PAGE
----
The global increase in dengue infections is believed to be due to population growth, increasing worldwide mobility, urbanization, climate change, and the inability to sustain effective vector control [3, 10]. The increase is also explained partly by an acquired increased awareness by national governments, which has led to improvements in surveillance and reporting. However, because we are still lacking accurate burden estimates, available estimates merely suggest the actual incidence [4]. There is considerable under-reporting of mild dengue cases in parallel with a great number of misdiagnoses as “other” febrile illnesses [4, 7, 11,12,13]. Passive routine surveillance systems, currently the main systems used to monitor dengue, do not capture a large proportion of cases [7, 11, 13]. In the Philippines, a study comparing active with passive dengue surveillance found that active surveillance symptomatic dengue episodes were 4.7 times higher than the number of cases reported by passive surveillance [7]. Passive surveillance provides only a partial estimate of the burden of dengue because it does not detect inapparent infections, which represent most cases and contribute to disease transmission. Active surveillance is considered valuable as a method to understand the prevalence of the DENV serotypes, using serotype-specific polymerase chain reaction (PCR) for detection [14]. PCR can be complemented by immunological tests for the nonstructural protein 1 (NS1) or serological assays for the diagnosis of patients presenting >5 days after onset of symptoms, although these assays do not allow the serotype identification. Early detection of dengue would allow the prompt implementation of management strategies, which are particularly important in highly endemic areas [15]. Estimates of inapparent cases and virologically confirmed clinically apparent cases will improve the understanding of the disease burden and assist in formulating prevention strategies and conducting vaccine clinical trials [16].

Only one vaccine, a tetravalent live-attenuated chimeric yellow fever dengue vaccine, (Dengvaxia, Sanofi Pasteur), is currently available and is licensed in about 20 countries [4]. However, because this vaccine imposes a risk for severe dengue in seronegative individuals, its use is limited to sero-positive individuals with a history of dengue infection, who are also living in endemic areas and are aged 9–45 years [4, 17]. To make progress with further dengue vaccine development programs, it is important to achieve an understanding of disease dynamics at the community level. In light of this, the present observational cohort study was conducted to estimate infection and disease incidence of dengue at the community level in an endemic area, as is Alaminos, Laguna, in the Philippines [5]. Specifically, the primary objective of this study was to estimate the overall incidence of symptomatic dengue cases confirmed by reverse-transcriptase quantitative PCR (RT-qPCR). The secondary objectives were (a) to estimate by age, sex, serotype (if applicable) and DENV immunoglobulin G (IgG) serological status at enrollment, the incidence of virologically confirmed dengue cases (by RT-qPCR or by the NS1 assay), and the incidence of probable dengue cases, (b) to estimate the prevalence of anti-DENV (Ig) antibodies at enrollment, overall and by age, and (c) to describe clinical presentations of confirmed and probable dengue cases.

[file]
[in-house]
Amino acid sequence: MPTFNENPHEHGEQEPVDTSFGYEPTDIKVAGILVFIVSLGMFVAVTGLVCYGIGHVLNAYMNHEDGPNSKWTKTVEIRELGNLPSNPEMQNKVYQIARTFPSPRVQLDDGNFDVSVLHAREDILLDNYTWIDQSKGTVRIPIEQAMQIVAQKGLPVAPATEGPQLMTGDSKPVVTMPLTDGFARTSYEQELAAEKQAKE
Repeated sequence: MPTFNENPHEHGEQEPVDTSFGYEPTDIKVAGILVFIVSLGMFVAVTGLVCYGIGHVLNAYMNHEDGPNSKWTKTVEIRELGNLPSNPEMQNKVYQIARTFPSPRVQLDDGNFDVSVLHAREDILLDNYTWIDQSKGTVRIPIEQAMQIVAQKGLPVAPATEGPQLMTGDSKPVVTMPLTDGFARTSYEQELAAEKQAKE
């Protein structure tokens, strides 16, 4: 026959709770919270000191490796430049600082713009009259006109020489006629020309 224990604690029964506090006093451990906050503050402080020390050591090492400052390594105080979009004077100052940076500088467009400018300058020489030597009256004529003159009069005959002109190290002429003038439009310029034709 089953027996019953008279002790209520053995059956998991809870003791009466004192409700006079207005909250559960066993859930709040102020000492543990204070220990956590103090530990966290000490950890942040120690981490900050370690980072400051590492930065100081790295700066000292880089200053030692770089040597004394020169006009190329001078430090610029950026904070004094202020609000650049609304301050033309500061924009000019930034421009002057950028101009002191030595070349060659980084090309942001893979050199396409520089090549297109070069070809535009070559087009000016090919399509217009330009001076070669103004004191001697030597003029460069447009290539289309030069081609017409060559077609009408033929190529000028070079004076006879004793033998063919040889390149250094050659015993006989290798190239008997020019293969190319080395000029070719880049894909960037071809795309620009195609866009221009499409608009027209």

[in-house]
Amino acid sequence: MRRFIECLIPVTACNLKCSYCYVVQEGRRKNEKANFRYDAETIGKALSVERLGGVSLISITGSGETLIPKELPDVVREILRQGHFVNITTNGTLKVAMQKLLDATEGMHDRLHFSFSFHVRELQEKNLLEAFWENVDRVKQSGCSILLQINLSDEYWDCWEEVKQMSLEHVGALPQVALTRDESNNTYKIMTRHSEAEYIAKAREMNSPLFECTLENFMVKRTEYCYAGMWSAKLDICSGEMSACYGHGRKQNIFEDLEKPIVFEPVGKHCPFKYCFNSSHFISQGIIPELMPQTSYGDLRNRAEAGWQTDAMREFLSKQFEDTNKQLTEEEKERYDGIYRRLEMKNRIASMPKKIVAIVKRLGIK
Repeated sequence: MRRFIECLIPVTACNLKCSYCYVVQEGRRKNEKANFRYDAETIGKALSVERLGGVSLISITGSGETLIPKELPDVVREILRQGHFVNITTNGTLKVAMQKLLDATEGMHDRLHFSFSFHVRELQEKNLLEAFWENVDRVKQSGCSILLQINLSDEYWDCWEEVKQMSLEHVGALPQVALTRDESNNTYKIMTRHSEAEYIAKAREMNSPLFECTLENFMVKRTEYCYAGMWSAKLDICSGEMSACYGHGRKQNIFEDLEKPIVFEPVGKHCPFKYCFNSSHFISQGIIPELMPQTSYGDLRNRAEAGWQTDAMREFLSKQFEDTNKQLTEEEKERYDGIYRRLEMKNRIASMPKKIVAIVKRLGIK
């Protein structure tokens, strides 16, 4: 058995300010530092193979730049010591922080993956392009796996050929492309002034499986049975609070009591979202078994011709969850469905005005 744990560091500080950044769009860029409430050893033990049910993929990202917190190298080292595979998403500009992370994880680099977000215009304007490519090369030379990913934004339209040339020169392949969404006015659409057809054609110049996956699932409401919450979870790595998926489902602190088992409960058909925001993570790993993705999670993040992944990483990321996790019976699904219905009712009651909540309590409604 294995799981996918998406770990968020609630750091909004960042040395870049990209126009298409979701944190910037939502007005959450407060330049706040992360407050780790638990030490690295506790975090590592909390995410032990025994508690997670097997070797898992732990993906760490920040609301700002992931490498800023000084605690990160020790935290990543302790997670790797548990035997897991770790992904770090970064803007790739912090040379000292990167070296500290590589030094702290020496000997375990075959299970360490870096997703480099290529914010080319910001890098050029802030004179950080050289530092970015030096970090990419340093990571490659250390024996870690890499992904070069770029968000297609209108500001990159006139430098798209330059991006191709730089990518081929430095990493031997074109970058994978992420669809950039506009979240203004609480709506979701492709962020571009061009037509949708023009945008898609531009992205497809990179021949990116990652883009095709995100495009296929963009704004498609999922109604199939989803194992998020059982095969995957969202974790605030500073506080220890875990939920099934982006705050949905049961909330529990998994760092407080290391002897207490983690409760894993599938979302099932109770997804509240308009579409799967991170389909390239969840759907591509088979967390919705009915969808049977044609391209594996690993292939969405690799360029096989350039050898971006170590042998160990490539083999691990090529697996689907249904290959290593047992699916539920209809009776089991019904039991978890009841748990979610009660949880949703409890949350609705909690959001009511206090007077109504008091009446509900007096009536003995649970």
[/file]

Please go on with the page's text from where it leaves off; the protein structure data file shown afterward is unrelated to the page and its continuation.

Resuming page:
Methods
Study design and setting

This was a multicenter, prospective, household-based cohort surveillance study conducted in geographically defined communities in Latin America and Southeast Asia. Here we report on the data obtained between September 2017 and December 2018 in Alaminos, Laguna, the Philippines.

The study was conducted following Good Clinical Practice and all applicable regulatory requirements including the contemporary revision of the Declaration of Helsinki and was approved by the Institutional Review Board of the Research Institute for Tropical Medicine of the Department of Health at the Muntinlupa City, on February 16, 2016. The study was registered at www.clinicaltrials.gov (Clinical Trial Registration No. NCT02766088).

Study researchers used public announcements and community meetings to inform the community about the study. Eligible individuals were aged from 6 months to 50 years, living in households reachable by phone who planned to remain at the same residence throughout the study, and who agreed to go to the study site for visit(s) in case of acute febrile illness. They were also required to observe and document the signs and symptoms of dengue, and required to understand how to take and report body temperature. Informed consent to participate was obtained from all eligible individuals or their legal guardians and documented.